Annie Dillard wrote, “How we spend our days is, of course, how we spend our lives.” On the first of each month, Catching Days hosts a guest writer in the series, “How We Spend Our Days.”

Today, please welcome writer MANDY HAYNES


I wake up every morning before sunrise, sometimes as early as three a.m., but if my pups are snuggled up close and snoring, I’ll stay in bed a little longer. Pearl, a Jack Russell and the sweetest little mean dog you’ll ever meet, is usually the first to notice I’m awake, and the good morning belly rubs begin. It’s hard to wake up in a bad mood with a pack of terriers expecting some sugar and confirmation that they’re three of the best dogs on the planet. We used to take our morning walk on the beach to watch the sunrise, but this month has been so busy we’ve had to skip it. They know after they have their breakfast, I’ll take my coffee outside to feed Albert, my rescue turtle, and check emails while they chase lizards in our backyard. Soon, I tell them, we’ll get back to our schedule. But not today.

I got an email from the editor for a magazine I freelance for. I opened it expecting it to be confirmation he received the three stories I sent in for November. It’s not. It’s a request for another story, a possible cover story for the fall’s Wedding edition due “as soon as you can get it to me.” I’m a sucker for a story, and the last bride I interviewed in the summer was full of them. Plus, the job was a complete surprise that fell in my lap a year ago, and I’m grateful to have it. I look at Pearl’s brothers, Moe and Curly, and hope they don’t mind waiting a couple more days for a walk on the beach. I look at the sky and hope my writing muse doesn’t mind waiting a while longer for me to hear what she has to say.

After I finish my coffee and they finish their business, it’s time to get in my office and clean off a spot on my desk so I can work.

Cleaning off my desk is a daily occurrence. I was that kid in school who couldn’t sit still, and I’m a constant doodler. And somehow things I work on in my studio end up tucked under notebooks or hanging off the monitor. Today I find a scarf I made for a friend’s birthday present back in August… I think I put it there to remind myself to mail it, but I don’t remember why I waited. Oh, I remember! I want to felt a head wrap to go with it.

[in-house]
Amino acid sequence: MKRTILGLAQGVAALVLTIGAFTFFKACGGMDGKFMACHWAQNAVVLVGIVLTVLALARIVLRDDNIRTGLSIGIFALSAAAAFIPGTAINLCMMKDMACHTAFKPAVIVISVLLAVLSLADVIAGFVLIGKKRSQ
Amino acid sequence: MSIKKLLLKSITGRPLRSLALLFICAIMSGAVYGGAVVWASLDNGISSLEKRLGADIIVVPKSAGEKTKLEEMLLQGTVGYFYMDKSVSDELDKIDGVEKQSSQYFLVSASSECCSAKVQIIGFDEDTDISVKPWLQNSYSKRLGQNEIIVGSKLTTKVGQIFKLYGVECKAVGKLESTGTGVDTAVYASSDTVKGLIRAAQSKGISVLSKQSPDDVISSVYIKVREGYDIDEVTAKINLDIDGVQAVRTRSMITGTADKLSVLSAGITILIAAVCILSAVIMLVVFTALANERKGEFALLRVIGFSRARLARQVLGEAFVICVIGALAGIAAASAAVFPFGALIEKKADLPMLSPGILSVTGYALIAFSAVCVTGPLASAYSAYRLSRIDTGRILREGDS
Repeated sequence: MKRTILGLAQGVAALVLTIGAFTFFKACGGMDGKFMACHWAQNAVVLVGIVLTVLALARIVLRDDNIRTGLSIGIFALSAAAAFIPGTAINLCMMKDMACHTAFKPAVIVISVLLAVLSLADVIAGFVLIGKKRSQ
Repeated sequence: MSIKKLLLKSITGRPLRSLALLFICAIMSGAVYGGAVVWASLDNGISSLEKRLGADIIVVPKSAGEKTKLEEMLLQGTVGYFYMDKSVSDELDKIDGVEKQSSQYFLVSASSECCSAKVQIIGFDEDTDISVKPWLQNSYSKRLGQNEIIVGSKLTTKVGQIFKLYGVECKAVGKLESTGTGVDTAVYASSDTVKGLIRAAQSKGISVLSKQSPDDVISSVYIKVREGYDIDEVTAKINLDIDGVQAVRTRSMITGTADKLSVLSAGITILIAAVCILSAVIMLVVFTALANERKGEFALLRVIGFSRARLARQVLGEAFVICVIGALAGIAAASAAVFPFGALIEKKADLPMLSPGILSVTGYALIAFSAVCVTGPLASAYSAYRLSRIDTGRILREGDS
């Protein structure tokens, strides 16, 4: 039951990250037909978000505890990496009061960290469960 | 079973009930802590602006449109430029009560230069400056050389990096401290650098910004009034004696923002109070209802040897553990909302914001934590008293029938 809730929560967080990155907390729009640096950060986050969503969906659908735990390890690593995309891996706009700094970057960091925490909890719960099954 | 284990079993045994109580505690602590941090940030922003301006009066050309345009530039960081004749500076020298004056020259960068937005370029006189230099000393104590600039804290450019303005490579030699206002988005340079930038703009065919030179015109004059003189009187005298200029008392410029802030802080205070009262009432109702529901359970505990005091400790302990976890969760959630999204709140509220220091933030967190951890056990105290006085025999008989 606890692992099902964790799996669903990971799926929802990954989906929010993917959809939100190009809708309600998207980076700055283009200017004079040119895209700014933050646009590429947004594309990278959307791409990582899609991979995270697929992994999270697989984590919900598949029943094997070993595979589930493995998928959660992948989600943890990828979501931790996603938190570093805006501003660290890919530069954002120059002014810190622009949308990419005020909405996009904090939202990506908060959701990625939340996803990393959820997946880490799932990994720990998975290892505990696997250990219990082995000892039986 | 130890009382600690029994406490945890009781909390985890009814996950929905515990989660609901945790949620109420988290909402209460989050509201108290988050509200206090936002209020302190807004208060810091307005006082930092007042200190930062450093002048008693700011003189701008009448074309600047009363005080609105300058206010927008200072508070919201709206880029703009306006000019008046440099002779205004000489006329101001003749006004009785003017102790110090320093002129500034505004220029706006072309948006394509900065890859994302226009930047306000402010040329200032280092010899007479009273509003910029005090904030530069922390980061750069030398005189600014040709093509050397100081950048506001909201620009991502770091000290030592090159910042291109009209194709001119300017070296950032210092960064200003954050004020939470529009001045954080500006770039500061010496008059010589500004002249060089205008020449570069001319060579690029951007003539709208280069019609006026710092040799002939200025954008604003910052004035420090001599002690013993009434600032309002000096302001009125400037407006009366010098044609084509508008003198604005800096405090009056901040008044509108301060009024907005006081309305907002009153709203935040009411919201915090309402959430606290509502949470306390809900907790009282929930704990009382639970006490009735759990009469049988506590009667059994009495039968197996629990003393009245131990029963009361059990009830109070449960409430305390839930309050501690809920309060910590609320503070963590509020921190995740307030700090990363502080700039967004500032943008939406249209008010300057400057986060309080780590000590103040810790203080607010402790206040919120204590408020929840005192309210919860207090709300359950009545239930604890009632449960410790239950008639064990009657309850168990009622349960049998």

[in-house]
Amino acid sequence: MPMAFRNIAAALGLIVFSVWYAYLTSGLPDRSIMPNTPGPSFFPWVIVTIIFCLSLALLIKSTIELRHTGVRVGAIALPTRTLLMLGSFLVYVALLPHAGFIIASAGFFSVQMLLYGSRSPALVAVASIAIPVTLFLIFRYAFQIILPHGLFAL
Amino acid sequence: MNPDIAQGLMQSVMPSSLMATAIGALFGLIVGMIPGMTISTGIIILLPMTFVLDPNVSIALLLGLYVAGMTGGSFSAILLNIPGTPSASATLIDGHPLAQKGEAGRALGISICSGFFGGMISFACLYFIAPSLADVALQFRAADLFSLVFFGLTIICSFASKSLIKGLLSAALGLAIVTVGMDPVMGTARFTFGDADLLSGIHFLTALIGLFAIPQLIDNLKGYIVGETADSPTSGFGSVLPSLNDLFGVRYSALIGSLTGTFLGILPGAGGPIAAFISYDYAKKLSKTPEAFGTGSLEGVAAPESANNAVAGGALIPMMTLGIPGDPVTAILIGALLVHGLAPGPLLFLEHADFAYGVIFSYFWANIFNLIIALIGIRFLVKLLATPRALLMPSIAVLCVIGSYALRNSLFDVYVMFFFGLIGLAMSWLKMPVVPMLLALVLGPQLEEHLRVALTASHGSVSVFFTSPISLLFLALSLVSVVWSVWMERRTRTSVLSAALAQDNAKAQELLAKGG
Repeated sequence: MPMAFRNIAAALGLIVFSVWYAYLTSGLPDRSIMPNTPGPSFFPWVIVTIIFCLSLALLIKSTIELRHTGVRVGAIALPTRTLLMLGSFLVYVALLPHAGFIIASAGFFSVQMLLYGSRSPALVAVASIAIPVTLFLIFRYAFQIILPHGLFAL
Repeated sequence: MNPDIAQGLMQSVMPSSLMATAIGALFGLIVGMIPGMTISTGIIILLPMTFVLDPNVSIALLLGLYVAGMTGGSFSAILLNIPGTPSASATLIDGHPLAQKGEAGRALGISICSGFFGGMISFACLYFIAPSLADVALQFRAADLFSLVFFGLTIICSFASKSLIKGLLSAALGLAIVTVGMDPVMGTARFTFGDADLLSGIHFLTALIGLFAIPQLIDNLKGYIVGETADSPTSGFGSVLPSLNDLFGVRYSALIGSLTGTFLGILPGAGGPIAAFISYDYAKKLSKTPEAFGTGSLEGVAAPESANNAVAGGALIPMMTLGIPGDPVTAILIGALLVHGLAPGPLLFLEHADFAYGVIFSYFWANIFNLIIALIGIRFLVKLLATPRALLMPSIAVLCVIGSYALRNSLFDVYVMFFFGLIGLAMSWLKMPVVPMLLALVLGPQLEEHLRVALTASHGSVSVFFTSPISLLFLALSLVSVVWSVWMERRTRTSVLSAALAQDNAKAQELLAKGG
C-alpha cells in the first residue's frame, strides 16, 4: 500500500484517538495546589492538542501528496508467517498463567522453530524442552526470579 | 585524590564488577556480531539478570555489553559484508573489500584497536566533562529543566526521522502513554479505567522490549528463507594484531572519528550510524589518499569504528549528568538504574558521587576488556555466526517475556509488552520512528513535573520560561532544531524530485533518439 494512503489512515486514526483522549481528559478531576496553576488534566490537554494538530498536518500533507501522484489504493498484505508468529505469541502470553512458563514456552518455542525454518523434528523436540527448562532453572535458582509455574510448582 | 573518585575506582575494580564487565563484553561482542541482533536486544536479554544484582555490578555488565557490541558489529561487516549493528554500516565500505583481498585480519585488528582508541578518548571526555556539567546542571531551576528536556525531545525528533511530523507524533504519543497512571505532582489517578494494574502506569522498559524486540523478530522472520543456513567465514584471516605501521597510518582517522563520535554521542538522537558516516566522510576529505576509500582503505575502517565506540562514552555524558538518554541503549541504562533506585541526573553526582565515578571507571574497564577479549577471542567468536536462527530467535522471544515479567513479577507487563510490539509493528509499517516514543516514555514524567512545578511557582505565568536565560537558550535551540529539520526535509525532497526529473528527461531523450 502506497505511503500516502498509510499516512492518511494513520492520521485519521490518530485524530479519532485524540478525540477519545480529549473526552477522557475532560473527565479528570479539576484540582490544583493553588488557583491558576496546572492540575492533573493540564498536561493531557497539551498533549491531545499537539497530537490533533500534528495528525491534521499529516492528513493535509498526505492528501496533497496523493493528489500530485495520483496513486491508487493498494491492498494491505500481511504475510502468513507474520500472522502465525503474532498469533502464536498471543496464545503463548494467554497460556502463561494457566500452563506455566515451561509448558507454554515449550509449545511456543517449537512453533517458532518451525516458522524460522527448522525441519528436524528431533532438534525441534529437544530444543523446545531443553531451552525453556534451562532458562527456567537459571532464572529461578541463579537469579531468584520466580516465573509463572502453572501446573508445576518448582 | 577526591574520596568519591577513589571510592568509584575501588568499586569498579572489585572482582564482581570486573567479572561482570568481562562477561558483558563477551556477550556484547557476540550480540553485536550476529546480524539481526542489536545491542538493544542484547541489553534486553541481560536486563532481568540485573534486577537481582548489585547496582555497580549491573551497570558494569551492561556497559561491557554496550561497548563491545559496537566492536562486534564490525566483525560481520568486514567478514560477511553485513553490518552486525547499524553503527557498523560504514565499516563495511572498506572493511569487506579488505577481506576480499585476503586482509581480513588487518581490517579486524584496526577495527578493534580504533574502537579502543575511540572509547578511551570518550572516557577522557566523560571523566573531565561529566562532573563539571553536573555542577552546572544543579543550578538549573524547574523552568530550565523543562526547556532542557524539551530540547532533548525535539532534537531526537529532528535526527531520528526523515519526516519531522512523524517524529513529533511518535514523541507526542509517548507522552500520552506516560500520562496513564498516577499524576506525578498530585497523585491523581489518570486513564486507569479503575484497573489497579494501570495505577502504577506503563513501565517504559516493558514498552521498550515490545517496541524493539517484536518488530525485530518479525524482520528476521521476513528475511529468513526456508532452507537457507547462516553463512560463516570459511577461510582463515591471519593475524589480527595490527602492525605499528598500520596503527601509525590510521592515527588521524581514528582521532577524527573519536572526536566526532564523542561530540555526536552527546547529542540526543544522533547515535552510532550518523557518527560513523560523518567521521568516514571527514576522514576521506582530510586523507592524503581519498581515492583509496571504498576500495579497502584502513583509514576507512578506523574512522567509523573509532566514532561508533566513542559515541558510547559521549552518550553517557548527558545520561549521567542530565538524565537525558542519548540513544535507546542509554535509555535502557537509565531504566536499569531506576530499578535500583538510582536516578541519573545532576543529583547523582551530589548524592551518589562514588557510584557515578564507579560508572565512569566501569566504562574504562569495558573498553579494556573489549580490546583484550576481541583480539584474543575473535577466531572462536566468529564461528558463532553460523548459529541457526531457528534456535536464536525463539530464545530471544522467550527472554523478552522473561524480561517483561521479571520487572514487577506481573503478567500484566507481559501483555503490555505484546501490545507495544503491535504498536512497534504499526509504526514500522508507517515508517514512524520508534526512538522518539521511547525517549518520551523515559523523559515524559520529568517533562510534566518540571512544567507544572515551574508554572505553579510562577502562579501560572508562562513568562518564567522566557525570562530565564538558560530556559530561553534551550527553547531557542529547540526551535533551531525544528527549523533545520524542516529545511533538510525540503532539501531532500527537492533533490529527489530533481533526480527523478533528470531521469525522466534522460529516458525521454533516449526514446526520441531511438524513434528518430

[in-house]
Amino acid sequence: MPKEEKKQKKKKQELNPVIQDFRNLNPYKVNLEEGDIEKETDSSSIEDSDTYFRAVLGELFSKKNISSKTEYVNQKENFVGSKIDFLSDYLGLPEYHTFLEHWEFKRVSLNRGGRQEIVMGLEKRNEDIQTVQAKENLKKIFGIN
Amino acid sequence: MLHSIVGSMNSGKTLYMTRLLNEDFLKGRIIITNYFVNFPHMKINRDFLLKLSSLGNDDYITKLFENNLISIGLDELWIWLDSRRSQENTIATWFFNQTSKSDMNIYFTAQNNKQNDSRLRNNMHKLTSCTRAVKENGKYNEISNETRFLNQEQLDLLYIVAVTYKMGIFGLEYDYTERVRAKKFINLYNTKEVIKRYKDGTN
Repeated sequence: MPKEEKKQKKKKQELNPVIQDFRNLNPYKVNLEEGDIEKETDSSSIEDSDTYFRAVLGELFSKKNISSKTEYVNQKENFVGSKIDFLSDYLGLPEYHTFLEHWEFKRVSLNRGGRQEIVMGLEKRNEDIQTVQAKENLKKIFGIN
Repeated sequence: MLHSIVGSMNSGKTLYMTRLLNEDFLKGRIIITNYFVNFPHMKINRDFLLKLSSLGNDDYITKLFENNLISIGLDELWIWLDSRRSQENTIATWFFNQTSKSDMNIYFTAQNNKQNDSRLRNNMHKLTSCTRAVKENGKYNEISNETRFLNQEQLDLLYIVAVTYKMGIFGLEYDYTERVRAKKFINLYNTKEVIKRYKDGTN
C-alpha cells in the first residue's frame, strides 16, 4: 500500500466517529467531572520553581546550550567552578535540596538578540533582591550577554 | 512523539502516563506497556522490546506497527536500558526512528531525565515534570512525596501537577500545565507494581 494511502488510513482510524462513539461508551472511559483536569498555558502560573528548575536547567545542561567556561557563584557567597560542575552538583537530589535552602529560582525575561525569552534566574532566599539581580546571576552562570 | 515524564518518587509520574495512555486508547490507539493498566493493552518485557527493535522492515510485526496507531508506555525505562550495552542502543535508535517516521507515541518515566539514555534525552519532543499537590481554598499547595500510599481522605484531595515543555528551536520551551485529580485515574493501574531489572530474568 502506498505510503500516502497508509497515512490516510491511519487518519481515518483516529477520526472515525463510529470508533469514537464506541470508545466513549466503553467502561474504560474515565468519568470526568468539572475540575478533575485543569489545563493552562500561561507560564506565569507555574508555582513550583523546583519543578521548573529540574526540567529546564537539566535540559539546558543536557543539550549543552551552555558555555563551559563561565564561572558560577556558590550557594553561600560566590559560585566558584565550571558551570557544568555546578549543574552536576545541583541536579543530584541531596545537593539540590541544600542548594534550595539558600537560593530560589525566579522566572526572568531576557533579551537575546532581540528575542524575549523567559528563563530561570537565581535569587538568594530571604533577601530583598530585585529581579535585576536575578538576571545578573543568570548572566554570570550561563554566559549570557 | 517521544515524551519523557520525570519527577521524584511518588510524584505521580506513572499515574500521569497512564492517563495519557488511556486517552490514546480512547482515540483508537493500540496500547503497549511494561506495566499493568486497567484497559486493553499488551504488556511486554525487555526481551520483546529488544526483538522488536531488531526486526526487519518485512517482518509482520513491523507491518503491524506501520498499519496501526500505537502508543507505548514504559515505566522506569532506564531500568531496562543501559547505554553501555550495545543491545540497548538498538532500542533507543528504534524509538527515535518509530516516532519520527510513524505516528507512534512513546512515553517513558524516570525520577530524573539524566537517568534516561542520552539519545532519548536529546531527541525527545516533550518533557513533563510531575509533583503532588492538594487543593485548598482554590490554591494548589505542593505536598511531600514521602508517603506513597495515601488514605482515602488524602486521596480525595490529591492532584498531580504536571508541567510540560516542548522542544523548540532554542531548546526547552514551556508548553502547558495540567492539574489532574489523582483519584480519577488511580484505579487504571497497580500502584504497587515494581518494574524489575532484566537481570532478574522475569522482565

The workday starts with a last edit of the November issue of Reading Nation Magazine so I can check that to-do off the list. I started it in April as a way to get the word out about my books and the books of other authors who are members of The International Pulpwood Queen and Timber Guy Book Club. I thought it would be a quarterly thing, but it turned into a monthly magazine that’s received over 34,000 views. It’s been a great distraction from the pandemic and a fun way to connect with authors and readers. It also takes up a big part of my day. Between making the “ads” for the authors in the issue, gathering interesting content for the free pages like photo essays, authors and their art, writing workshops, pet interviews, and creating graphics of each book to promote on social media sites, I spend about four hours a day on the magazine.